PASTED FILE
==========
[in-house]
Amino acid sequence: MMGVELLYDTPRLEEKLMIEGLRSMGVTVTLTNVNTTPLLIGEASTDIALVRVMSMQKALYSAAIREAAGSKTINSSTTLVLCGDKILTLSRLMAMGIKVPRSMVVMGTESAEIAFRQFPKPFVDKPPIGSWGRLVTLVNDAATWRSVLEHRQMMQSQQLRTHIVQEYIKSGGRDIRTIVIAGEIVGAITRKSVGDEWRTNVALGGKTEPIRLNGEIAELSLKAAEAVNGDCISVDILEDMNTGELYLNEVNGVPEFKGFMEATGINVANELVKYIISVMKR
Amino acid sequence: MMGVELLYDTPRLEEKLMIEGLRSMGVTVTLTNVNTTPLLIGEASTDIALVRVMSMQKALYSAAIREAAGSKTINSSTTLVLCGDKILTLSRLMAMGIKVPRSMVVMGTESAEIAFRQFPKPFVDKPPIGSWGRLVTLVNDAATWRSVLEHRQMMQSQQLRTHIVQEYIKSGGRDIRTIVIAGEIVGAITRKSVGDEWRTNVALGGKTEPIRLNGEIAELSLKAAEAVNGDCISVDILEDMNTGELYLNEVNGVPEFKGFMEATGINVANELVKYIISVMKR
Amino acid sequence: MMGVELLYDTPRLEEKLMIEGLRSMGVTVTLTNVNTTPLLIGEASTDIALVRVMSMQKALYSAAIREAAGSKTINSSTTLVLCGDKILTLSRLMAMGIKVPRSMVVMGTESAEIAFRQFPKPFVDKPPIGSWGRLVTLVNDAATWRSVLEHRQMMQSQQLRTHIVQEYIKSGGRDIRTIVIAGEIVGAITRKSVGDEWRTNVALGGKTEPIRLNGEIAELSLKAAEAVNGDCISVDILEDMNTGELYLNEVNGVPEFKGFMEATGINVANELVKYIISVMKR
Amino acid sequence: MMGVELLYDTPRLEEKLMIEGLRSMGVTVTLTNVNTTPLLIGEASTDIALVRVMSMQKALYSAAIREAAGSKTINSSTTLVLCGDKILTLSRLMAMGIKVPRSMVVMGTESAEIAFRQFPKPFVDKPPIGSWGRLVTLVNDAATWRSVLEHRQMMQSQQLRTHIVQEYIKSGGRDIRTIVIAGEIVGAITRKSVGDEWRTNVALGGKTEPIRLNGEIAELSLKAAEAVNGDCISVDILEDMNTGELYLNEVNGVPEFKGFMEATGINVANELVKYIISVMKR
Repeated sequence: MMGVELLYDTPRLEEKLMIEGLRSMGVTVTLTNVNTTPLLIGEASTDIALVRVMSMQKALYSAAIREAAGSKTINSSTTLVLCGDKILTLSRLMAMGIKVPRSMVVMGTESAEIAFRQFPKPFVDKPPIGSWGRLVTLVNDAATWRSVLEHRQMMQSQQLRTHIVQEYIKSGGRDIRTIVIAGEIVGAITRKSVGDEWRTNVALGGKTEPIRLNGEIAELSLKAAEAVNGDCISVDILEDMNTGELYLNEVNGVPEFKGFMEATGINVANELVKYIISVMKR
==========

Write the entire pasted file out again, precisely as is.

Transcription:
[in-house]
Amino acid sequence: MMGVELLYDTPRLEEKLMIEGLRSMGVTVTLTNVNTTPLLIGEASTDIALVRVMSMQKALYSAAIREAAGSKTINSSTTLVLCGDKILTLSRLMAMGIKVPRSMVVMGTESAEIAFRQFPKPFVDKPPIGSWGRLVTLVNDAATWRSVLEHRQMMQSQQLRTHIVQEYIKSGGRDIRTIVIAGEIVGAITRKSVGDEWRTNVALGGKTEPIRLNGEIAELSLKAAEAVNGDCISVDILEDMNTGELYLNEVNGVPEFKGFMEATGINVANELVKYIISVMKR
Amino acid sequence: MMGVELLYDTPRLEEKLMIEGLRSMGVTVTLTNVNTTPLLIGEASTDIALVRVMSMQKALYSAAIREAAGSKTINSSTTLVLCGDKILTLSRLMAMGIKVPRSMVVMGTESAEIAFRQFPKPFVDKPPIGSWGRLVTLVNDAATWRSVLEHRQMMQSQQLRTHIVQEYIKSGGRDIRTIVIAGEIVGAITRKSVGDEWRTNVALGGKTEPIRLNGEIAELSLKAAEAVNGDCISVDILEDMNTGELYLNEVNGVPEFKGFMEATGINVANELVKYIISVMKR
Amino acid sequence: MMGVELLYDTPRLEEKLMIEGLRSMGVTVTLTNVNTTPLLIGEASTDIALVRVMSMQKALYSAAIREAAGSKTINSSTTLVLCGDKILTLSRLMAMGIKVPRSMVVMGTESAEIAFRQFPKPFVDKPPIGSWGRLVTLVNDAATWRSVLEHRQMMQSQQLRTHIVQEYIKSGGRDIRTIVIAGEIVGAITRKSVGDEWRTNVALGGKTEPIRLNGEIAELSLKAAEAVNGDCISVDILEDMNTGELYLNEVNGVPEFKGFMEATGINVANELVKYIISVMKR
Amino acid sequence: MMGVELLYDTPRLEEKLMIEGLRSMGVTVTLTNVNTTPLLIGEASTDIALVRVMSMQKALYSAAIREAAGSKTINSSTTLVLCGDKILTLSRLMAMGIKVPRSMVVMGTESAEIAFRQFPKPFVDKPPIGSWGRLVTLVNDAATWRSVLEHRQMMQSQQLRTHIVQEYIKSGGRDIRTIVIAGEIVGAITRKSVGDEWRTNVALGGKTEPIRLNGEIAELSLKAAEAVNGDCISVDILEDMNTGELYLNEVNGVPEFKGFMEATGINVANELVKYIISVMKR
Repeated sequence: MMGVELLYDTPRLEEKLMIEGLRSMGVTVTLTNVNTTPLLIGEASTDIALVRVMSMQKALYSAAIREAAGSKTINSSTTLVLCGDKILTLSRLMAMGIKVPRSMVVMGTESAEIAFRQFPKPFVDKPPIGSWGRLVTLVNDAATWRSVLEHRQMMQSQQLRTHIVQEYIKSGGRDIRTIVIAGEIVGAITRKSVGDEWRTNVALGGKTEPIRLNGEIAELSLKAAEAVNGDCISVDILEDMNTGELYLNEVNGVPEFKGFMEATGINVANELVKYIISVMKR